How to be prepared

Posted by Paul Kelshaw on June 25, 2015 at 2:35 PM


We tend to share different ideas, but i would like to share the following. Please share this with your soccer players and parents. Being prepared takes time, effort, preparation.

1.Drink more water: By now, this one should go without saying. Water is the number one thing your body needs for survival (not soda, or Red Bull!), so how can you possibly expect to perform at a high level if you're not drinking enough? How much is enough?

2.Form is everything!: We talk about proper form and technique to realize athletic goals. That said, we want everyone to take the time to learn the proper form for dribbling, passing, receiving, shooting, heading, attacking and defensive positioning. Once you have the basic mechanics down, then you can gradually start increasing the level of sophistication and complexity in your game.

3.Posture is more important than you realize: Besides looking unattractive, poor posture can adversely affect your breathing, your digestion and increase your injury risk by promoting widespread muscular imbalance. By simply trying to stand and sit up a little bit straighter several times throughout the day, you can help undue some of effects of all that constant texting and gaming.

4.Eat more fruits and vegetables: Here's another area where the average kid's diet falls woefully short. Fruits and vegetables are packed with vitamins, minerals and fiber that are lacking in many of the other foods you guys tend to favor. They're also a great way to improve immune system function, lowering your risk for developing all sorts of diseases.

5.Want to get faster? Get stronger!: Doing endless speed and agility drills is not always the best way to get faster. If you're not also working to increase strength through the lower body and core, as well develop good ankle and hip mobility, they'll be of limited value. Concentrate on imparting force into the ground through a full range of motion and you'll get fast in a hurry.

6.Don't rely on supplements: Supplements are something you add to an already sound nutritional program; they're not some magic elixir. If you think that something with a nice, shiny label, full of ridiculous claims is going to make up for a steady diet of McDonald's and easy mac and cheese, you're kidding yourself. (this includes energy drinks)

7.Change your internal dialogue: A bit of a change up from my usual advice, but lately I've noticed more and more athletes engaging in negative self-talk. When you constantly say things like "I stink", or "I'm never going to..(insert athletic goal here), how do you ever expect to succeed? Instead of saying "I'm a lousy dribbler", try "I'm getting better and better at using both my right and left foot to change direction". Or, switch out "I'm not fast enough" for, "My speed is improving every day". Even if it isn't true right away, it will start getting you in the proper frame of mind to make those changes a reality. This probably the biggest training point of all "Got to believe in positive thoughts to create positive actions!"

8.If you can't see it in the mirror, train it!: Stop focusing on all of your "mirror muscles" with lots of bench presses, crunches and biceps curls. The real key to athletic success (and longevity) lies in training everything on the back side of your body. Strengthening your upper and lower back, glutes, hamstrings and calves will give your body much more balance and stability. Push-ups, Dips, Pull-ups, squats, lunges, wall sits, plyometric jumps will provide balance. (this is only relevent for high school and above)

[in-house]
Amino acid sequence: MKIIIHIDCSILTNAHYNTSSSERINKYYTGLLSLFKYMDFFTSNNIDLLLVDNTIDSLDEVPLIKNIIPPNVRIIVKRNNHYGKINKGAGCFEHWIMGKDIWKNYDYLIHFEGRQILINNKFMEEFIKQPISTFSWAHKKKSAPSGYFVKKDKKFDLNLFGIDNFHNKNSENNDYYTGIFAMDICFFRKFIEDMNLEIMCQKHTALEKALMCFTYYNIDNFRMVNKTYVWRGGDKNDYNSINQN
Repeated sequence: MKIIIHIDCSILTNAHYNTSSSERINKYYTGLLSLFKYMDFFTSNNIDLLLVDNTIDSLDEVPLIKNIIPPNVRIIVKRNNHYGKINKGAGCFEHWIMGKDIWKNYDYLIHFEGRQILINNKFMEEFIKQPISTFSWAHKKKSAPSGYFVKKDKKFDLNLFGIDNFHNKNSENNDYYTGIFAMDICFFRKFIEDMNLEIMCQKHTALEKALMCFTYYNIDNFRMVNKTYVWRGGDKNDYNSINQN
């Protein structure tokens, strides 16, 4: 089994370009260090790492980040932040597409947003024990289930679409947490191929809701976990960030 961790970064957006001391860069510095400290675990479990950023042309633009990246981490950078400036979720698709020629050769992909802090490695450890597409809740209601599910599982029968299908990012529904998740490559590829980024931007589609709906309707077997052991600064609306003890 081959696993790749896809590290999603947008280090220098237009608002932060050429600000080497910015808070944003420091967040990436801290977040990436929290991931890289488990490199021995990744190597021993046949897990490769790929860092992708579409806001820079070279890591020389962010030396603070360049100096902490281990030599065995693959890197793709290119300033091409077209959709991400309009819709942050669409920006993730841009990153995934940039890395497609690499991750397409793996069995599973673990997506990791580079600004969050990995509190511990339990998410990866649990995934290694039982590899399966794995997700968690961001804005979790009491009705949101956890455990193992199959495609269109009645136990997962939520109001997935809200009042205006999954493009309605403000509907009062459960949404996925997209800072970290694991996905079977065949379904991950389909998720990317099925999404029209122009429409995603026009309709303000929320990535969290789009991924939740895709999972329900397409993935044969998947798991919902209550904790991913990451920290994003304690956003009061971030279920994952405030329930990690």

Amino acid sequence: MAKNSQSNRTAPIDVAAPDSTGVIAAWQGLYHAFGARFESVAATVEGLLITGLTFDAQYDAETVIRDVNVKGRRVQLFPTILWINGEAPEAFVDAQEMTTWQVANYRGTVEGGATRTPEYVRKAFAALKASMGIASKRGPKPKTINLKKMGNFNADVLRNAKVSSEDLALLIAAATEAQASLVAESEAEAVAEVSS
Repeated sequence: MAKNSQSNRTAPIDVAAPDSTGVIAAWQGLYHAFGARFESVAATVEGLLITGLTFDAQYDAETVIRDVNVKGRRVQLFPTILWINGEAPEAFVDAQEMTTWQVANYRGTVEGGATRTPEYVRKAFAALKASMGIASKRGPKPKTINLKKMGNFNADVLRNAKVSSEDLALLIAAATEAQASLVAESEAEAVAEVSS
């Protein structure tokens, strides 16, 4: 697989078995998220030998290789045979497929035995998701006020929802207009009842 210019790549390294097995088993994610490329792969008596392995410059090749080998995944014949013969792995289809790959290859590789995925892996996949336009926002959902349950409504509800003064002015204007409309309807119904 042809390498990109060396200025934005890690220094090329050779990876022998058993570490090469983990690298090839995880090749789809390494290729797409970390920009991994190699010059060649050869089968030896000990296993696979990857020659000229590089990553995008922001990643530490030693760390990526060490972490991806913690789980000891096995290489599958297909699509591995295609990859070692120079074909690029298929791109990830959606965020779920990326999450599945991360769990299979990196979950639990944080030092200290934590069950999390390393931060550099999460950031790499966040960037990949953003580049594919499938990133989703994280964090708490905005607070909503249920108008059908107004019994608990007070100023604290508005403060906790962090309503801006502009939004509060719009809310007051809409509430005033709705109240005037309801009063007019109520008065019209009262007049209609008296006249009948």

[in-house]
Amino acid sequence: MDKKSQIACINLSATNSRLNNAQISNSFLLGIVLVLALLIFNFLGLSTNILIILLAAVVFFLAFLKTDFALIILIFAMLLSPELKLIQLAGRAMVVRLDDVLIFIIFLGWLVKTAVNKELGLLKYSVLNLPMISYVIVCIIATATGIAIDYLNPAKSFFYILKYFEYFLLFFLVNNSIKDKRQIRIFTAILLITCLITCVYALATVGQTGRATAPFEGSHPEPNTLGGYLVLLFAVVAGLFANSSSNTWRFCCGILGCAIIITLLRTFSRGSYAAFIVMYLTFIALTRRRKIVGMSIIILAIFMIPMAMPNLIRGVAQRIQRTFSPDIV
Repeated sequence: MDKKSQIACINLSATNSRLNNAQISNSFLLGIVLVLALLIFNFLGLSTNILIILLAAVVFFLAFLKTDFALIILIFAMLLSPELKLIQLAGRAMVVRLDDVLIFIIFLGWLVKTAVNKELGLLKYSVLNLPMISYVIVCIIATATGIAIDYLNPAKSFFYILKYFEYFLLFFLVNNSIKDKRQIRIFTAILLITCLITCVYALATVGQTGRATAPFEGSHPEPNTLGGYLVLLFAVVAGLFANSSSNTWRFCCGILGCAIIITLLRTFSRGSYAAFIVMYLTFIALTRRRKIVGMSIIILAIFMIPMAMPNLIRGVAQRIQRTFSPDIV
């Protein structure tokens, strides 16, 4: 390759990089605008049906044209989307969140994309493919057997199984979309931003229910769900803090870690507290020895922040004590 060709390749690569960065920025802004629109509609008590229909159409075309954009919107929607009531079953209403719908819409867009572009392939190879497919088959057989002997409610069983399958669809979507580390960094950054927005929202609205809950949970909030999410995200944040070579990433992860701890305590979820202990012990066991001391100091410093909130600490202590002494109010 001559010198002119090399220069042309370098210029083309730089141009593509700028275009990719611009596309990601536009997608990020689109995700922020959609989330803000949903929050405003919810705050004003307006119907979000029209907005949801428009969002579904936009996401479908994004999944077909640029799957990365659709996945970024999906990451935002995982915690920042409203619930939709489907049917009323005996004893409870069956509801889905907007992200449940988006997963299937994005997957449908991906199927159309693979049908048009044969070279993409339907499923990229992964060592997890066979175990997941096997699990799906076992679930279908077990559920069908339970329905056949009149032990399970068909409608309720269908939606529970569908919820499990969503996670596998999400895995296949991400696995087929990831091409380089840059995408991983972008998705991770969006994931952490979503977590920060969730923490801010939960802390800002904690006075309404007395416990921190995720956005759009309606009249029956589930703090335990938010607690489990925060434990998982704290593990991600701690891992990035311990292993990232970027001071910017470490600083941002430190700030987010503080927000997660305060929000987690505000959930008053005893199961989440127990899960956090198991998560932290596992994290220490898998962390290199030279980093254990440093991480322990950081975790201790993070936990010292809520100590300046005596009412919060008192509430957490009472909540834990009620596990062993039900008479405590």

9.Sweat the small stuff: If you're not making time to warm-up thoroughly, stretch and foam roll on a regular basis, you're making a huge mistake. Now that the boys are getting older warm-ups represent some of the best ways for athletes to improve performance and reduce injury risk. I for one consider them every bit as important (if not more) than strength training, plyomterics, and speed and agility work. We will have a formal warm-up that the team will be responsible for doing. That is why we need the players to be on time for games as much as possible.

10.Choose whole grains whenever possible: Minimize your intake of foods made with white flour such as white breads, bagels, white pasta and even white rice and potatoes. They bring about rapid spikes in blood sugar levels, leading to subsequent energy crashes. Instead, try and opt for whole grain breads and cereals, brown rice, whole wheat pasta and sweet potatoes.

11.Be prepared!: Whether it's forgetting to bring enough water along to practice, or not having any healthy snacks on hand, your lack of preparation is no one's fault but your own. Take some time each evening to set up some nutritious meals and snacks for the next day. Set out your own equipment. Be responsible and accoutable.

12.There are no short cuts: That's exactly why all of this is presented to you in list fashion- so that you can chunk things down and make gradual, consistent efforts towards achieving your goals. We know all about the impatience of youth. Like it or not, though, if you really want these changes to stick, it's going to take you some time.

Enjoy your summer and make sure your prepared for pre season!


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